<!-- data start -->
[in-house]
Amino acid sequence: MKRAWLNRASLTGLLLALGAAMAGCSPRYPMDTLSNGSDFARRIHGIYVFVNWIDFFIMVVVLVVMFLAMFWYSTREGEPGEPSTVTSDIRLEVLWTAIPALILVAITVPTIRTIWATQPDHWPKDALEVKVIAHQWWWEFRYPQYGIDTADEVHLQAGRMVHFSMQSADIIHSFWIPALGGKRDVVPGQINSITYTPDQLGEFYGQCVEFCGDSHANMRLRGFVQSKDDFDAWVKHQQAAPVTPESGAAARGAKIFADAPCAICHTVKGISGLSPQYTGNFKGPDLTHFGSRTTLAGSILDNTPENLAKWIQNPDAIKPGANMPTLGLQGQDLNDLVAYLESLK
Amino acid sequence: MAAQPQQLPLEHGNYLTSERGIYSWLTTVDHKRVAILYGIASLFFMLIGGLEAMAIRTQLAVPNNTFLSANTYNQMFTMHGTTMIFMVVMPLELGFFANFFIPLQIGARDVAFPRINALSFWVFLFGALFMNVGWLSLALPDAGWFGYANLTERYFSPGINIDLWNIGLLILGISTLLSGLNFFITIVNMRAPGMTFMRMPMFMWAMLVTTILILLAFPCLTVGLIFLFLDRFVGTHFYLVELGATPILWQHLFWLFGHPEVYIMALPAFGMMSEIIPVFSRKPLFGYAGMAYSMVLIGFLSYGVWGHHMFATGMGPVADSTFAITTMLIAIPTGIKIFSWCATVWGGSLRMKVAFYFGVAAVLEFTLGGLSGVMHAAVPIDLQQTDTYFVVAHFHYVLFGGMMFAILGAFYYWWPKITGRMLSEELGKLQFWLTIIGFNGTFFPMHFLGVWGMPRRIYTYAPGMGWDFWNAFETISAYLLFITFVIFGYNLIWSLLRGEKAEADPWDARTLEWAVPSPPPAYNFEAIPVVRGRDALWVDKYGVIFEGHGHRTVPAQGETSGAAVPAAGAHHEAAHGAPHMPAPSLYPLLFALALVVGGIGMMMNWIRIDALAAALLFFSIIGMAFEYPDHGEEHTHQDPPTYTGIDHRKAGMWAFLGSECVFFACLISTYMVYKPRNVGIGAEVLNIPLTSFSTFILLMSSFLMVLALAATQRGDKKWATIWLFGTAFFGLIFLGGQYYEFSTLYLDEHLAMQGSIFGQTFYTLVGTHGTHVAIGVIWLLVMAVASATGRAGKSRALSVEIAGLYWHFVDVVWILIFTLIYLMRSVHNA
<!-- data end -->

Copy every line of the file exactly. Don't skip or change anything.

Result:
[in-house]
Amino acid sequence: MKRAWLNRASLTGLLLALGAAMAGCSPRYPMDTLSNGSDFARRIHGIYVFVNWIDFFIMVVVLVVMFLAMFWYSTREGEPGEPSTVTSDIRLEVLWTAIPALILVAITVPTIRTIWATQPDHWPKDALEVKVIAHQWWWEFRYPQYGIDTADEVHLQAGRMVHFSMQSADIIHSFWIPALGGKRDVVPGQINSITYTPDQLGEFYGQCVEFCGDSHANMRLRGFVQSKDDFDAWVKHQQAAPVTPESGAAARGAKIFADAPCAICHTVKGISGLSPQYTGNFKGPDLTHFGSRTTLAGSILDNTPENLAKWIQNPDAIKPGANMPTLGLQGQDLNDLVAYLESLK
Amino acid sequence: MAAQPQQLPLEHGNYLTSERGIYSWLTTVDHKRVAILYGIASLFFMLIGGLEAMAIRTQLAVPNNTFLSANTYNQMFTMHGTTMIFMVVMPLELGFFANFFIPLQIGARDVAFPRINALSFWVFLFGALFMNVGWLSLALPDAGWFGYANLTERYFSPGINIDLWNIGLLILGISTLLSGLNFFITIVNMRAPGMTFMRMPMFMWAMLVTTILILLAFPCLTVGLIFLFLDRFVGTHFYLVELGATPILWQHLFWLFGHPEVYIMALPAFGMMSEIIPVFSRKPLFGYAGMAYSMVLIGFLSYGVWGHHMFATGMGPVADSTFAITTMLIAIPTGIKIFSWCATVWGGSLRMKVAFYFGVAAVLEFTLGGLSGVMHAAVPIDLQQTDTYFVVAHFHYVLFGGMMFAILGAFYYWWPKITGRMLSEELGKLQFWLTIIGFNGTFFPMHFLGVWGMPRRIYTYAPGMGWDFWNAFETISAYLLFITFVIFGYNLIWSLLRGEKAEADPWDARTLEWAVPSPPPAYNFEAIPVVRGRDALWVDKYGVIFEGHGHRTVPAQGETSGAAVPAAGAHHEAAHGAPHMPAPSLYPLLFALALVVGGIGMMMNWIRIDALAAALLFFSIIGMAFEYPDHGEEHTHQDPPTYTGIDHRKAGMWAFLGSECVFFACLISTYMVYKPRNVGIGAEVLNIPLTSFSTFILLMSSFLMVLALAATQRGDKKWATIWLFGTAFFGLIFLGGQYYEFSTLYLDEHLAMQGSIFGQTFYTLVGTHGTHVAIGVIWLLVMAVASATGRAGKSRALSVEIAGLYWHFVDVVWILIFTLIYLMRSVHNA